(Originally posted at www.theharwoodinstitute.org/RedeemingHope
I can't help but think that the financial fiasco we now face has similar markings to the War in Iraq. This is not something I say lightly, but is something that needs to be said. For why is it that on the most vital issues of the day we so quickly rush to judgment, while trivial matters receive endless attention? When it comes to Wall Street, let's not make the same mistakes we made in Iraq.
Last night I finished Bob Woodard's latest book, "The War Within." It's a good read, even though key parts of it seem overwritten, especially where Woodward switches from reporting to outright editorializing. But the facts speak for themselves: time and again the president and this administration put their heads in the sand and refused to acknowledge and adapt to on-the-ground realities. What's more, they failed repeatedly to square up with the American people.
Just as troubling were Bush's military-advisors who seemed AWOL, while Democrats on Capitol Hill were nowhere to be found. Both groups appeared timid, afraid to risk their political capital or, more likely, their political position. Recall the lead-up to the war in Iraq, where most everyone was cowed into falling into line, fearful of assaults on their patriotism, worried that they would seem less than manly if they asked for evidence of danger.
Will this same dynamic takeover in the current financial crisis? While it's clear that some form of action is required to stabilize our nation's financial situation, I'm not an economist so I cannot adequately "blog" on various technical solutions. But I do know that when a herd mentality takes over in public life, it is not a good sign. Nor is it promising when people are told not to raise tough questions because "We need to get the job done." And I don't take comfort when all of a sudden a few people huddle together with the President and declare a solution.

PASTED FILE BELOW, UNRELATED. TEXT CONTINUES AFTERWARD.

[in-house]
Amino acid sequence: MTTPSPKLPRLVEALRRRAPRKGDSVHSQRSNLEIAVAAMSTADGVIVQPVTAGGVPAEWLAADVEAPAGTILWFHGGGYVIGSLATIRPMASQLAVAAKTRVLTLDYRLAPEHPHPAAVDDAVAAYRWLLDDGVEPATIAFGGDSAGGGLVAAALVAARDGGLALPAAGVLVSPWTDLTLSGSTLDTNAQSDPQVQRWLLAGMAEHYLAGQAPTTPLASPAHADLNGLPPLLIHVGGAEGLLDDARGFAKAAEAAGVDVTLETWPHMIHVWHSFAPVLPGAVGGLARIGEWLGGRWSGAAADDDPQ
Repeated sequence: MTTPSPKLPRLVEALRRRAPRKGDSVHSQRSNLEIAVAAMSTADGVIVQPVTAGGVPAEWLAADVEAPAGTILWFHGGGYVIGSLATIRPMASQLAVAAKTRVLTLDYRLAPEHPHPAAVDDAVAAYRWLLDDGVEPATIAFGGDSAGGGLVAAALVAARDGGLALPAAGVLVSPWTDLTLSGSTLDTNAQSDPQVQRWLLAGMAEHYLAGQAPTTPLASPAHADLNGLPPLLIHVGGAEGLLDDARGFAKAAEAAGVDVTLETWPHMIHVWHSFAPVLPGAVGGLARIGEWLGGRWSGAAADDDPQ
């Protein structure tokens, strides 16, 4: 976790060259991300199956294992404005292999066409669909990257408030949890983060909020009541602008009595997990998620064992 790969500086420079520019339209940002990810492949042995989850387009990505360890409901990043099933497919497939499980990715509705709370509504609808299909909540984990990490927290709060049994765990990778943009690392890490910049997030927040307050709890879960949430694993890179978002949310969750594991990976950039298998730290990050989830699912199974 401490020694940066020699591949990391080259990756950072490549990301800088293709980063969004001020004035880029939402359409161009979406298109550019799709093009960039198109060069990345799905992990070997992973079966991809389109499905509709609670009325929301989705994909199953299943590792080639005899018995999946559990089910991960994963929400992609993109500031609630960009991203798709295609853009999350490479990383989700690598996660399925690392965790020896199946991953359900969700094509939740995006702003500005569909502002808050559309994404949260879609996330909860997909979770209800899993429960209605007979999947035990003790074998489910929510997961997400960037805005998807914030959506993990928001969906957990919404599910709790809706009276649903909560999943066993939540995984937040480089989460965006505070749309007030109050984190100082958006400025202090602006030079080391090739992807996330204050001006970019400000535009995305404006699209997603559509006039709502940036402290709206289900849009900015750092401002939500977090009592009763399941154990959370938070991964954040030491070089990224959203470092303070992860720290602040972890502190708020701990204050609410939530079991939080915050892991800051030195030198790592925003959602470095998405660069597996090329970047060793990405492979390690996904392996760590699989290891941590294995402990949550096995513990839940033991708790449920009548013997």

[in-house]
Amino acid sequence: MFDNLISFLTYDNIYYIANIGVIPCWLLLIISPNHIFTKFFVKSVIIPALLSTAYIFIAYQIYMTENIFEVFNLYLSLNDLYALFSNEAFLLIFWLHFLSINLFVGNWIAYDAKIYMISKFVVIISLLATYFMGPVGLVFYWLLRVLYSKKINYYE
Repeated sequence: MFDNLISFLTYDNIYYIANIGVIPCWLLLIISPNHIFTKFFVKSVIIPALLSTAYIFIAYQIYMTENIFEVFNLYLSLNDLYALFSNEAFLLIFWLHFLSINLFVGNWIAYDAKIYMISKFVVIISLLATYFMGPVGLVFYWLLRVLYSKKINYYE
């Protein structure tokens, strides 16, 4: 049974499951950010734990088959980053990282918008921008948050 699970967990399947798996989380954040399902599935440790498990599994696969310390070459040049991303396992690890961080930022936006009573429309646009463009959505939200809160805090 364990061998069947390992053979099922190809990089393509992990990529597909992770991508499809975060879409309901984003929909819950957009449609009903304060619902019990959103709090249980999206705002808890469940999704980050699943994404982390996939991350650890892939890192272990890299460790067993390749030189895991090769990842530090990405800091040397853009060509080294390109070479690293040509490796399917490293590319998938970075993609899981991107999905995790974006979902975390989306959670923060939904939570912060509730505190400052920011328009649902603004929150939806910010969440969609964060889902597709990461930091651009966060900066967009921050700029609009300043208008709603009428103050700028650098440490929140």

By all means, leadership is required now. 535 members of Congress should not get the opportunity to place their personal imprint on this legislation. But rushing to judgment on a $700 billion remedy; bypassing any kind of real oversight into the future; allowing Wall Street executives to run off with millions in golden parachutes while hard-hit Americans must forfeit their homes -- well, are these the values we want in place? Before we act is the right time to reveal, debate, and choose the values we want to guide our choices.
There is always a delicate balancing act between moving ahead quickly and making room for genuine debate. But this is not a simple "either/or" choice, and we ought not to let it become one. In fact, real leadership is the ability to understand this tension and to move ahead deftly.
If Woodward's reporting is to be believed, at critical moments in the Iraq War, the president failed to seek out the advice of his military leaders, only to be counseled by those individuals who already supported his views; meanwhile, those left outside his inner circle did not adequately raise their voices and push a different point of view. There was a rush to judgment, and a failure to engage.
Now, we face a domestic crisis, which could spill over into a major global crisis, and similar questions haunt us. Will we rush judgment, again? And will there be a failure to engage? My hope is that this time our response will be different.